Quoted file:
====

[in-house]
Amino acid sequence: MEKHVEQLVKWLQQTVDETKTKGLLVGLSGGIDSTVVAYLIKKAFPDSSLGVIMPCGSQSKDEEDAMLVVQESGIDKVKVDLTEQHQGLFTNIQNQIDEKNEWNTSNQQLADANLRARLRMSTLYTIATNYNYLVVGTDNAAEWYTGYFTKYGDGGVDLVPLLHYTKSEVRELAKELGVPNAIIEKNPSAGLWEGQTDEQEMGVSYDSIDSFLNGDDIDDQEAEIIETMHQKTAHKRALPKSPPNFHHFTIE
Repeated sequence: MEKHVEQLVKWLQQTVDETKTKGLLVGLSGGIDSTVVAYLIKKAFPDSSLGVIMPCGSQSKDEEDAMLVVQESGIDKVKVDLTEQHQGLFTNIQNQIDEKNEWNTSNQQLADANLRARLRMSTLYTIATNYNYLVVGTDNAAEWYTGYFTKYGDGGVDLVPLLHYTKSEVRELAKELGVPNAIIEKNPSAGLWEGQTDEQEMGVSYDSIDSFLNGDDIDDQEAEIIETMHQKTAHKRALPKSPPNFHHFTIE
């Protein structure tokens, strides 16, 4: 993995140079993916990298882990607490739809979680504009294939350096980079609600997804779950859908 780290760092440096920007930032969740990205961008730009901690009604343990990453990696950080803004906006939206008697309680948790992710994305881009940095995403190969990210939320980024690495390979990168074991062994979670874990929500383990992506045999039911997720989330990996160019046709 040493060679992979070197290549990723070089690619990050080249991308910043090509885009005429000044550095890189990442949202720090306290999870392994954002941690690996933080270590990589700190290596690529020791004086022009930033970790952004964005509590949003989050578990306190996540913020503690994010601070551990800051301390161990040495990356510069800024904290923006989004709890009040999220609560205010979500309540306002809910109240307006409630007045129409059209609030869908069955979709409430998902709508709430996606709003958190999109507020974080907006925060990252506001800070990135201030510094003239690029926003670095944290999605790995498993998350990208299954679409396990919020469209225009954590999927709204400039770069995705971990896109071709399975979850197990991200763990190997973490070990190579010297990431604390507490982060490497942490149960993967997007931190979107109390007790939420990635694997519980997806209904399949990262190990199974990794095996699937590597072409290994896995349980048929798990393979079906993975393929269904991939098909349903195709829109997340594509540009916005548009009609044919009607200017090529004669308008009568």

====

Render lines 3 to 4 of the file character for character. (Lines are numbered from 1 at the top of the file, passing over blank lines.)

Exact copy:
Repeated sequence: MEKHVEQLVKWLQQTVDETKTKGLLVGLSGGIDSTVVAYLIKKAFPDSSLGVIMPCGSQSKDEEDAMLVVQESGIDKVKVDLTEQHQGLFTNIQNQIDEKNEWNTSNQQLADANLRARLRMSTLYTIATNYNYLVVGTDNAAEWYTGYFTKYGDGGVDLVPLLHYTKSEVRELAKELGVPNAIIEKNPSAGLWEGQTDEQEMGVSYDSIDSFLNGDDIDDQEAEIIETMHQKTAHKRALPKSPPNFHHFTIE
């Protein structure tokens, strides 16, 4: 993995140079993916990298882990607490739809979680504009294939350096980079609600997804779950859908 780290760092440096920007930032969740990205961008730009901690009604343990990453990696950080803004906006939206008697309680948790992710994305881009940095995403190969990210939320980024690495390979990168074991062994979670874990929500383990992506045999039911997720989330990996160019046709 040493060679992979070197290549990723070089690619990050080249991308910043090509885009005429000044550095890189990442949202720090306290999870392994954002941690690996933080270590990589700190290596690529020791004086022009930033970790952004964005509590949003989050578990306190996540913020503690994010601070551990800051301390161990040495990356510069800024904290923006989004709890009040999220609560205010979500309540306002809910109240307006409630007045129409059209609030869908069955979709409430998902709508709430996606709003958190999109507020974080907006925060990252506001800070990135201030510094003239690029926003670095944290999605790995498993998350990208299954679409396990919020469209225009954590999927709204400039770069995705971990896109071709399975979850197990991200763990190997973490070990190579010297990431604390507490982060490497942490149960993967997007931190979107109390007790939420990635694997519980997806209904399949990262190990199974990794095996699937590597072409290994896995349980048929798990393979079906993975393929269904991939098909349903195709829109997340594509540009916005548009009609044919009607200017090529004669308008009568």